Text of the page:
Today is the official release date for the paperback edition of How to Teach Physics to Your Dog, so I wanted to write up something cool about quantum physics to mark the occasion. I looked around the house for inspiration, and most of what we have lying around the house is SteelyKid’s toys. Thus, I will now explain the physics of quantum teleportation using SteelyKid’s toys:
“I could hardly expect to get away with that, could I. No, I’m happy to have your contributions– the book is about talking physics with you, after all. Just break in if you have something to add, and I’ll put it into the blog post.”
“When I have something to add, you mean. Because I’m going to have stuff to add, you know.”
“Oh, I know it…”
The phenomenon known as “quantum teleportation” (a slightly unfortunate name) involves using quantum entanglement– the strange phenomenon Einstein called “spukhafte fernwirkung” or “spooky action at a distance”– to transmit the state of a quantum system from one place to another without disturbing it. Explaining teleportation thus involves both a sender and a receiver of the quantum state, who are traditionally referred to as “Alice” and “Bob.” Since SteelyKid doesn’t have many anthropomorphic toys, though, we’ll use these two:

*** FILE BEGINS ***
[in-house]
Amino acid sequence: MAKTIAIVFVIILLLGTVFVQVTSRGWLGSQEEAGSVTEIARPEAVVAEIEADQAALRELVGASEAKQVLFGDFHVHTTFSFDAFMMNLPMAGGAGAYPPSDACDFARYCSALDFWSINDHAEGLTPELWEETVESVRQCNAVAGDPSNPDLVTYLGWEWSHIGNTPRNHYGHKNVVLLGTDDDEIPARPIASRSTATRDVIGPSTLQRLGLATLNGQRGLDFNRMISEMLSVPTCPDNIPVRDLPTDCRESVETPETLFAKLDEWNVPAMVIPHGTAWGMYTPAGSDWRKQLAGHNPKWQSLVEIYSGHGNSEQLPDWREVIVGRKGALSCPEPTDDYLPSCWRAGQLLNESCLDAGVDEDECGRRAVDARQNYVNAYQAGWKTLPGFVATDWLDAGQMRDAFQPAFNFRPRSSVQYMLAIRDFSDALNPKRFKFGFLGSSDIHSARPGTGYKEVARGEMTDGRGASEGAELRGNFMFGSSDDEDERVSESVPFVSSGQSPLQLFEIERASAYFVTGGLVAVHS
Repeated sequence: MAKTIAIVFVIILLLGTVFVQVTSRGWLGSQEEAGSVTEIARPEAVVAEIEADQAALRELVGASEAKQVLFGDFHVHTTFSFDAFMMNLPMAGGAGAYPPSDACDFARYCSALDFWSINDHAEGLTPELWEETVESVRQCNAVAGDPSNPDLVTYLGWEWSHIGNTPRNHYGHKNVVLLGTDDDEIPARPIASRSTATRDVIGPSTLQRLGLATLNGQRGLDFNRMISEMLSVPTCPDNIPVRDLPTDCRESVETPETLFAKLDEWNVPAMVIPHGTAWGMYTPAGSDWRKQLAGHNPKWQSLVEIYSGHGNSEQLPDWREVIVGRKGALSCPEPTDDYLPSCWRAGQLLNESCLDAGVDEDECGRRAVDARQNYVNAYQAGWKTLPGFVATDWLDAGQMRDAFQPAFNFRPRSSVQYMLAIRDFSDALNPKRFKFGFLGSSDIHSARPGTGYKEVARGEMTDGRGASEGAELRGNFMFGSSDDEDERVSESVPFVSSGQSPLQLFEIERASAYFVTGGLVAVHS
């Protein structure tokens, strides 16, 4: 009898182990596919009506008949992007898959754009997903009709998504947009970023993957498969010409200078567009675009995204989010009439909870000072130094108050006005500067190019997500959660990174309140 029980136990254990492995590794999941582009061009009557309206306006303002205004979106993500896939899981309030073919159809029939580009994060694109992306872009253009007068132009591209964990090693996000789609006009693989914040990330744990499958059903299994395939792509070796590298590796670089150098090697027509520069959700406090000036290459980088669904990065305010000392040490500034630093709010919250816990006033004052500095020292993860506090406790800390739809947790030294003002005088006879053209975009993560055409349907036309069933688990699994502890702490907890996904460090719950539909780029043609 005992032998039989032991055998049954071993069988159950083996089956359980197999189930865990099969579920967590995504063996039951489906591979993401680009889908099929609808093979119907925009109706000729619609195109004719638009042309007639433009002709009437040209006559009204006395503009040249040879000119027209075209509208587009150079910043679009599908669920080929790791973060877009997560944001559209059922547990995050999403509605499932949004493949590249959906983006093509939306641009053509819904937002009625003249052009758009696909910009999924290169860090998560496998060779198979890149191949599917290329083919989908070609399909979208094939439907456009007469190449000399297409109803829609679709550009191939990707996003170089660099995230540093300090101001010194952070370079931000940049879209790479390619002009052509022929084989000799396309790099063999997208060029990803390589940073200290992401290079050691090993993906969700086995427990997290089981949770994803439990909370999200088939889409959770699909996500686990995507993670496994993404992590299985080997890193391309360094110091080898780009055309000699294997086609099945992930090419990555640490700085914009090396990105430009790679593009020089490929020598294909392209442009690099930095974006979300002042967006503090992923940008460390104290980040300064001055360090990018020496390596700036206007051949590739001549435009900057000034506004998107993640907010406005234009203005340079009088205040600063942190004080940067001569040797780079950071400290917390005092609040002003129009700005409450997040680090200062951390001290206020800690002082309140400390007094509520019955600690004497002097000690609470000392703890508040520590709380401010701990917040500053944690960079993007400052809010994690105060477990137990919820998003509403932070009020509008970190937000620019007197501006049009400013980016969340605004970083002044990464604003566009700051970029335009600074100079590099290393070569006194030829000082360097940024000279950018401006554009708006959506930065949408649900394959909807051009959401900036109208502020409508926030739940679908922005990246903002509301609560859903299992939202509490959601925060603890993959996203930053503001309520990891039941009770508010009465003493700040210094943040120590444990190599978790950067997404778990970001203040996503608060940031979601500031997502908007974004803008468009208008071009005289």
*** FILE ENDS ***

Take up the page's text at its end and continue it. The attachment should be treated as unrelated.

Appa and Bertha the Big Bear (It’s a little disconcerting, by the way, to watch SteelyKid playing with these two, and remember that not all that long ago, she was significantly smaller than either of them…).
So, the scenario is this: Appa has a quantum object, whose exact state he doesn’t know, so it is in some superposition of all the available states at the same time. This could be anything– an atom with two possible states, an electron spin, a polarized photon. We’ll represent Appa’s unknown state by this little brown-and-white dog:
And he wants to transmit this state to Bertha, who is a long distance away:
So, how can he send this state to Bertha and make sure she gets exactly the state that he starts with?
“That does seem like the obvious course of action, but in fact, it’s not possible. There’s a mathematical rule about quantum physics, helpfully called the ‘no-cloning theorem,’ that says it’s impossible to make a perfect copy of a single quantum state unless you already know something about the state.”